Faculty of Mathematics, Natural Sciences and Computer Science, Brandenburg Technical University Cottbus–Senftenberg, 03046 Cottbus, Germany
11email: hoeltgen@b-tu.deM. Mainberger S. Hoffmann J. Weickert S. Setzer
Mathematical Image Analysis Group, Faculty of Mathematics and Computer Science, Campus E1.7, Saarland University, 66041 Saarbrücken, Germany
55email: {mainberger, hoffmann, weickert, setzer}
@mia.uni-saarland.de
C. H. Tang
Research Group 1: Automation of Logic, Max Planck Institute for Informatics, Campus E1.4, 66123 Saarbrücken, Germany
66email: chtang@mpi-inf.mpg.deD. Johannsen
School of Mathematical Sciences, Tel Aviv University, Ramat Aviv, Tel Aviv 69978, Israel
77email: mail@danieljohannsen.netF. Neumann
School of Computer Science, Innova21 Building, University of Adelaide, Adelaide, SA 5005, Australia
88email: frank@cs.adelaide.edu.auB. Doerr
LIX, 1 rue Honoré d’Estienne d’Orves, Bâtiment Alan Turing, Campus de l’École Polytechnique, CS35003, 91120 Palaiseau, France
99email: doerr@lix.polytechnique.fr
   Benjamin Doerr L. Hoeltgen
Faculty of Mathematics, Natural Sciences and Computer Science, Brandenburg Technical University Cottbus–Senftenberg, 03046 Cottbus, Germany
11email: hoeltgen@b-tu.deM. Mainberger S. Hoffmann J. Weickert S. Setzer
Mathematical Image Analysis Group, Faculty of Mathematics and Computer Science, Campus E1.7, Saarland University, 66041 Saarbrücken, Germany
55email: {mainberger, hoffmann, weickert, setzer}
@mia.uni-saarland.de
C. H. Tang
Research Group 1: Automation of Logic, Max Planck Institute for Informatics, Campus E1.4, 66123 Saarbrücken, Germany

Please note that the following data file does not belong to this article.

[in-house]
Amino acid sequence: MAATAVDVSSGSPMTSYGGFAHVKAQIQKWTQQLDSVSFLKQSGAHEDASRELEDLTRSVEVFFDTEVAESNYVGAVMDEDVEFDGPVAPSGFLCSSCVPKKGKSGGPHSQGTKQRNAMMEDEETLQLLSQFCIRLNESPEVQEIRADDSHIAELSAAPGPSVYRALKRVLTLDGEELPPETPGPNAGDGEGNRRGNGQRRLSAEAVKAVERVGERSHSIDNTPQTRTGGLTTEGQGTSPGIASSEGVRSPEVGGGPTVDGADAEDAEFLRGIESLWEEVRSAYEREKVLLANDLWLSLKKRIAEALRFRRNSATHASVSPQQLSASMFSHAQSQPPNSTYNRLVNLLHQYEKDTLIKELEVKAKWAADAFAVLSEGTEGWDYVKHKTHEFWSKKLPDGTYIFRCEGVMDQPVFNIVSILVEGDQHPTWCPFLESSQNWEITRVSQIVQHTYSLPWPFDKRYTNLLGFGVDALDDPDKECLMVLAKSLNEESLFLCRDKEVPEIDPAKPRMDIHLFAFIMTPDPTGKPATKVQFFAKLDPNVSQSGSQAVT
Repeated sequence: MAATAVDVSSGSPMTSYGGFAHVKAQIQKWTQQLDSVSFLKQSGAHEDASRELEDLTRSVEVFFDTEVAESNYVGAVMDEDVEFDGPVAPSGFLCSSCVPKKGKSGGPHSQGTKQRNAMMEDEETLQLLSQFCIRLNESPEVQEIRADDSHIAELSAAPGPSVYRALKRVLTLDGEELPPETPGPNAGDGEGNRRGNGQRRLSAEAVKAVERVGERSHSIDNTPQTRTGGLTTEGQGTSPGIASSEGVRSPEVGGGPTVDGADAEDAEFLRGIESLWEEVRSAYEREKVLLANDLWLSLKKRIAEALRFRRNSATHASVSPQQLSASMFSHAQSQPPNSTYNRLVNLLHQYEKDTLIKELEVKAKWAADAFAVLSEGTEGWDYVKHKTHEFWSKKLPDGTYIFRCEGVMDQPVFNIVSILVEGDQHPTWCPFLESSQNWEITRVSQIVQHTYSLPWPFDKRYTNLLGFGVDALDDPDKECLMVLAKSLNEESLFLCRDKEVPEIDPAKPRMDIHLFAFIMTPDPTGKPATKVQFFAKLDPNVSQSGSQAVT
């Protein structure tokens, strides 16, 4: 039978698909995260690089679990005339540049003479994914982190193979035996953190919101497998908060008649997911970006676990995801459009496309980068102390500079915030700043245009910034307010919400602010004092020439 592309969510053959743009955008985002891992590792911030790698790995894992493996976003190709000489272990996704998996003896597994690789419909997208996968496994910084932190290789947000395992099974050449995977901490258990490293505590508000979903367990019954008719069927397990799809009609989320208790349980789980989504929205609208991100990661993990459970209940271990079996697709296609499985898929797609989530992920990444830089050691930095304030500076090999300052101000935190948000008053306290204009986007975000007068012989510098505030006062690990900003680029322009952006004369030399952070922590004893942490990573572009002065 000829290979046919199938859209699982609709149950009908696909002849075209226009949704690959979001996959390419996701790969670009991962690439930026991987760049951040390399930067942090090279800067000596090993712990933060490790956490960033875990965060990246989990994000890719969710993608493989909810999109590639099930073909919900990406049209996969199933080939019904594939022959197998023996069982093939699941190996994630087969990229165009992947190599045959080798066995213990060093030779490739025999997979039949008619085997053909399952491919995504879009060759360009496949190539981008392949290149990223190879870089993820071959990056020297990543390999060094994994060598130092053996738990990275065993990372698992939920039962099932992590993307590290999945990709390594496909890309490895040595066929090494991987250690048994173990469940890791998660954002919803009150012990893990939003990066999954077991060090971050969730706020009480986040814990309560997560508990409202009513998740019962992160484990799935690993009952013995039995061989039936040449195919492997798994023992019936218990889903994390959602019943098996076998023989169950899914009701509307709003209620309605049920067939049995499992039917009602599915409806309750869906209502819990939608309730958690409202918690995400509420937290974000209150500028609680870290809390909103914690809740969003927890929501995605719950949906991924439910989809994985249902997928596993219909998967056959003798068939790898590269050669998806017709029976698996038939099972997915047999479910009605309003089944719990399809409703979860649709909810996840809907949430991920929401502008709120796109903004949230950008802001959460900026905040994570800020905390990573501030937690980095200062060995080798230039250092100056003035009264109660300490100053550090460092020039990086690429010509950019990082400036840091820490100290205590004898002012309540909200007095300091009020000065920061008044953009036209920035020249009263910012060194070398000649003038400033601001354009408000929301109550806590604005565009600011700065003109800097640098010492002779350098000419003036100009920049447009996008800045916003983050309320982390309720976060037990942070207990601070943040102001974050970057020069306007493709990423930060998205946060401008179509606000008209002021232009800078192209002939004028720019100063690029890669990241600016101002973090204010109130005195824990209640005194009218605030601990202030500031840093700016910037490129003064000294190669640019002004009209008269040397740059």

66email: chtang@mpi-inf.mpg.deD. Johannsen
School of Mathematical Sciences, Tel Aviv University, Ramat Aviv, Tel Aviv 69978, Israel
77email: mail@danieljohannsen.netF. Neumann
School of Computer Science, Innova21 Building, University of Adelaide, Adelaide, SA 5005, Australia
88email: frank@cs.adelaide.edu.auB. Doerr
LIX, 1 rue Honoré d’Estienne d’Orves, Bâtiment Alan Turing, Campus de l’École Polytechnique, CS35003, 91120 Palaiseau, France
99email: doerr@lix.polytechnique.fr
June 28, 2019
Abstract

Some recent methods for lossy signal and image compression store only a few selected pixels and fill in the missing structures by inpainting with a partial differential equation (PDE). Suitable operators include the Laplacian, the biharmonic operator, and edge-enhancing anisotropic diffusion (EED). The quality of such approaches depends substantially on the selection of the data that is kept. Optimising this data in the domain and codomain gives rise to challenging mathematical problems that shall be addressed in our work.

In the 1D case, we prove results that provide insights into the difficulty of this problem, and we give evidence that a splitting into spatial and tonal (i.e. function value) optimisation does hardly deteriorate the results. In the 2D setting, we present generic algorithms that achieve a high reconstruction quality even if the specified data is very sparse. To optimise the spatial data, we use a probabilistic sparsification, followed by a nonlocal pixel exchange that avoids getting trapped in bad local optima. After this spatial optimisation we perform a tonal optimisation that modifies the function values in order to reduce the global reconstruction error. For homogeneous diffusion inpainting, this comes down to a least squares problem for which we prove that it has a unique solution. We demonstrate that it can be found efficiently with a gradient descent approach that is accelerated with fast explicit diffusion (FED) cycles. Our framework allows to specify the desired density of the inpainting mask a priori. Moreover, is more generic than other data optimisation approaches for the sparse inpainting problem, since it can also be extended to nonlinear inpainting operators such as EED. This is exploited to achieve reconstructions with state-of-the-art quality.